Modern farming techniques seek to minimize human involvement, increase yield, and improve animal health. Economics, quality and consumer safety all play a role in how animals are raised. Drug use and feed supplements (or even feed type) may be regulated, or prohibited, to ensure yield is not increased at the expense of consumer health, safety or animal welfare. Practices vary around the world, for example growth hormone use is permitted in the United States but not in stock to be sold to the European Union.
The improvement of health, using modern farming techniques, on the part of animals has come into question. Feeding cattle, which have historically eaten grasses, corn is an example. They don't digest the corn well, being ruminants. Feeding them corn also makes no use of their rumens that can lead to other difficulties.
Animal diseases may be tolerated; reduced through animal husbandry; or reduced through antibiotics and vaccines. In developing countries animal diseases are tolerated in animal husbandry, resulting in considerably reduced productivity, especially given the low health-status of many developing country herds. Gains in productivity through disease management is often a first step taken in implementing an agriculture policy.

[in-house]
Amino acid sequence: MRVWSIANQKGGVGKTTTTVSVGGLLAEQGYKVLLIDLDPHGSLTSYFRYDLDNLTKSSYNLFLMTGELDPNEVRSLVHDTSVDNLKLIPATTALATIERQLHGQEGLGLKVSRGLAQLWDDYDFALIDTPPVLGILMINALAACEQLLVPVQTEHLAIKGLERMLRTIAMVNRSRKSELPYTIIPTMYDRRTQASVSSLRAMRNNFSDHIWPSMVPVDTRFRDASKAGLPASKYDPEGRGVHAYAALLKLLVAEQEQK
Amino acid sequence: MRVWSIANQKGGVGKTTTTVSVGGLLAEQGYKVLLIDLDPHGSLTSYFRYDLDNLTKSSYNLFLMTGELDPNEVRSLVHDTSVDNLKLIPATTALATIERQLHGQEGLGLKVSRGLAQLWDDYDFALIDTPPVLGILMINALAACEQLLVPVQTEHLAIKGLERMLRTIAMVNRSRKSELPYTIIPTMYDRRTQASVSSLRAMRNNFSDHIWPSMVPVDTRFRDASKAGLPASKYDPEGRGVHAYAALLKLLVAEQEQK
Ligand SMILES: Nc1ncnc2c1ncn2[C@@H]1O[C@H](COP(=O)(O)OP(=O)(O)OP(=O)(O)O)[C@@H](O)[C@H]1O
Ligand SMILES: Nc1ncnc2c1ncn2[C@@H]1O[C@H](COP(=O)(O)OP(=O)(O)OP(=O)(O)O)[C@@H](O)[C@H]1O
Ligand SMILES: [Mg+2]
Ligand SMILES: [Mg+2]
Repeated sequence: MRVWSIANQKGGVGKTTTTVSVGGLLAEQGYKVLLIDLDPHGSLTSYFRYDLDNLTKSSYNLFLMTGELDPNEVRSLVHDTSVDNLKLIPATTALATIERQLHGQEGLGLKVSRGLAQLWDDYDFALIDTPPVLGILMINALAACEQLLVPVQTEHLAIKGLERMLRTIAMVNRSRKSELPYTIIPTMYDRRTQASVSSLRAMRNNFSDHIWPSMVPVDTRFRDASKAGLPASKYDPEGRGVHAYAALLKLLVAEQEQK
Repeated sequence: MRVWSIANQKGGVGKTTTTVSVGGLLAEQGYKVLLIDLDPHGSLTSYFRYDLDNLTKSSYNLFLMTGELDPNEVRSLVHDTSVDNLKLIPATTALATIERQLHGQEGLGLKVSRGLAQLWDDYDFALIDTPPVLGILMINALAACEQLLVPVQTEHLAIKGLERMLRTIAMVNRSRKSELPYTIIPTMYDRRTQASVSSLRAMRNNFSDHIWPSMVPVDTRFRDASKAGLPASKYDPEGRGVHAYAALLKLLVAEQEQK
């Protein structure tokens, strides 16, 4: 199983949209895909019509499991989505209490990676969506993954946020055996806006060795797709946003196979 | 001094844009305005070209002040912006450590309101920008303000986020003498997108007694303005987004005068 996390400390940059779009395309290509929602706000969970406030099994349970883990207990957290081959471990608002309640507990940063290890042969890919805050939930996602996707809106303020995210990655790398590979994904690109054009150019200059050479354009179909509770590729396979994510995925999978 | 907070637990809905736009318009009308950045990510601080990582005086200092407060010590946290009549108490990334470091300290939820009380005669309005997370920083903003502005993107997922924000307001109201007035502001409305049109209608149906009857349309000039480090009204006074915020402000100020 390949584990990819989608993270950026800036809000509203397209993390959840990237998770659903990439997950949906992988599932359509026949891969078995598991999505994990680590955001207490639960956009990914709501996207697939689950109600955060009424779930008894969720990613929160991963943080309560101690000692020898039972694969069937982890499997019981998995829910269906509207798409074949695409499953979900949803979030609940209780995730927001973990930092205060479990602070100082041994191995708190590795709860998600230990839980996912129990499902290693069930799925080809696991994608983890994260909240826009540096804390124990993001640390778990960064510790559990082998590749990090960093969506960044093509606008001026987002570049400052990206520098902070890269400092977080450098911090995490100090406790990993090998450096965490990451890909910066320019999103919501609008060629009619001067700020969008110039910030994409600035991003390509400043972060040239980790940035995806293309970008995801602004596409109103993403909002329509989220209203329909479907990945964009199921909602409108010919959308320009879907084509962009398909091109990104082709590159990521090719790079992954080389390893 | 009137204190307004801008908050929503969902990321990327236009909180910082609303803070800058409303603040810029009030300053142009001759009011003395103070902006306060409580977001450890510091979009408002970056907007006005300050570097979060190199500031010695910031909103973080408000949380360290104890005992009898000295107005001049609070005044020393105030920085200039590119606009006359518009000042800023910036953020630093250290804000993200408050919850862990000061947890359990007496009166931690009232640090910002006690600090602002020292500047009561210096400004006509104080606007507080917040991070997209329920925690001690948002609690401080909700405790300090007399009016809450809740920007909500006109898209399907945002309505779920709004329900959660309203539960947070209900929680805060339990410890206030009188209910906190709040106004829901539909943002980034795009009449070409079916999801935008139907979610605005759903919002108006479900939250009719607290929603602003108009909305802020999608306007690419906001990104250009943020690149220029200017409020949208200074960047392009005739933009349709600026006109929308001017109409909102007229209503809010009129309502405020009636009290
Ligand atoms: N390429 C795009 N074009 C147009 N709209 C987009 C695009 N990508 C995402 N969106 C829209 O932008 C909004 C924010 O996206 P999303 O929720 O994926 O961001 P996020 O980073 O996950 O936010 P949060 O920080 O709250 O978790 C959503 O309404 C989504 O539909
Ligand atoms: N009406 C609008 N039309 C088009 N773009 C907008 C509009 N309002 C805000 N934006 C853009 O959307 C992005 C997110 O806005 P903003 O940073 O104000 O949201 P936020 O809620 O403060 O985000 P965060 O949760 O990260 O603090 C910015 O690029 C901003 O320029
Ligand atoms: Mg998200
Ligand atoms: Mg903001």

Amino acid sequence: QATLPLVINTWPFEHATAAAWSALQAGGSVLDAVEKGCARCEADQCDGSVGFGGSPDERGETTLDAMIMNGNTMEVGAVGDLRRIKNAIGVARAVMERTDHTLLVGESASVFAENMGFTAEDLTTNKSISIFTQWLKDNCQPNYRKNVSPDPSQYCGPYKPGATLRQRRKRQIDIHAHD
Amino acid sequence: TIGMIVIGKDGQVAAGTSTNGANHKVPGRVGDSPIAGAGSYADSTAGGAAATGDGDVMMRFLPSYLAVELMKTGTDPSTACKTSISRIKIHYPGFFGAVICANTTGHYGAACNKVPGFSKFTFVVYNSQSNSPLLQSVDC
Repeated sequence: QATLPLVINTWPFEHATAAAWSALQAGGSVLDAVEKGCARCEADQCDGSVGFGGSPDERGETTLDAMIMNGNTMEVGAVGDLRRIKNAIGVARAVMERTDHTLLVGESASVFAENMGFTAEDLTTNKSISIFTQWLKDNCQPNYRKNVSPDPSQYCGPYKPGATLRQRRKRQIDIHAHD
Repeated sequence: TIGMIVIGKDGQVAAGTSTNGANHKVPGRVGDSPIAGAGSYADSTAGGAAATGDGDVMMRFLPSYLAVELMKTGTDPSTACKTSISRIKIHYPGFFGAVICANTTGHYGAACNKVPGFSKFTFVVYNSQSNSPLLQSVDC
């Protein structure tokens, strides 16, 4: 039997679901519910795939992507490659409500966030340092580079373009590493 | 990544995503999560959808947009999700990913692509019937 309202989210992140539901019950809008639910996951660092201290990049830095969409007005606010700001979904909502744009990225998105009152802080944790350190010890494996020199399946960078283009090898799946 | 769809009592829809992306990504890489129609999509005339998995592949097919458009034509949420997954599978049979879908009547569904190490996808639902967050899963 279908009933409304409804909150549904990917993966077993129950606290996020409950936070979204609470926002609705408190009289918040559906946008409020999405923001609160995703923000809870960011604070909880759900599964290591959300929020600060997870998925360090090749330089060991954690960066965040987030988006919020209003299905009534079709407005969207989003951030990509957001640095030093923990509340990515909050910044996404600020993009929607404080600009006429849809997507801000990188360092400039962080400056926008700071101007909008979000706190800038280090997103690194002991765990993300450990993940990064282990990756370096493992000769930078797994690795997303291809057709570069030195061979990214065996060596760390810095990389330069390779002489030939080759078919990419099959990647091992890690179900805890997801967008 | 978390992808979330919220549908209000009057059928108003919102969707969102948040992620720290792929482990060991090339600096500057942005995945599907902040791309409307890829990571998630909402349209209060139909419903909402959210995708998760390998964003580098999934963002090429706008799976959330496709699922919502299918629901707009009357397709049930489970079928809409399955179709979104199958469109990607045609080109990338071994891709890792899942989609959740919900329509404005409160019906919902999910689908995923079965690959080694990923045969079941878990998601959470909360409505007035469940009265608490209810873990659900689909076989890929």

Disease management can be achieved through changes in animal husbandry. These measures may aim to control spread by: controlling animal mixing, controlling entry to farm lots and the use of protective clothing, and quarantining sick animals. Disease management may be controlled by the use of vaccines and antibiotics. Antibiotics may also be used as a growth-promoter. The issue of antibiotic resistance has limited the practices of preventative dosing such as antibiotic-laced feed.
Countries will often require the use of veterinary certificates are often required before transporting, selling or showing animals. Disease-free areas are often rigorously enforced, and may be notified to the OIE.
Since many livestock are herd animals, they were historically driven to market "on the hoof" to a town or other central location. During the period after the American Civil War, the abundance of Longhorn cattle in Texas and the demand for beef in Northern markets led to the popularity of the Old West cattle drive. The method is still used in some parts of the world. Truck transport is now common in developed countries. Local and regional livestock auctions and commodity markets facilitate trade in livestock. In other areas livestock may be bought and sold in a bazaar, such as may be found in many parts of Central Asia, or a flea market type setting such as the First Monday Trade Days in Canton, Texas.
Animal welfare is the viewpoint that animals under human care should be treated in such a way that they do not suffer unnecessarily. What is ‘unnecessary’ suffering may vary. Generally though, the animal welfare perspective is based on an interpretation of scientific research on farming practices.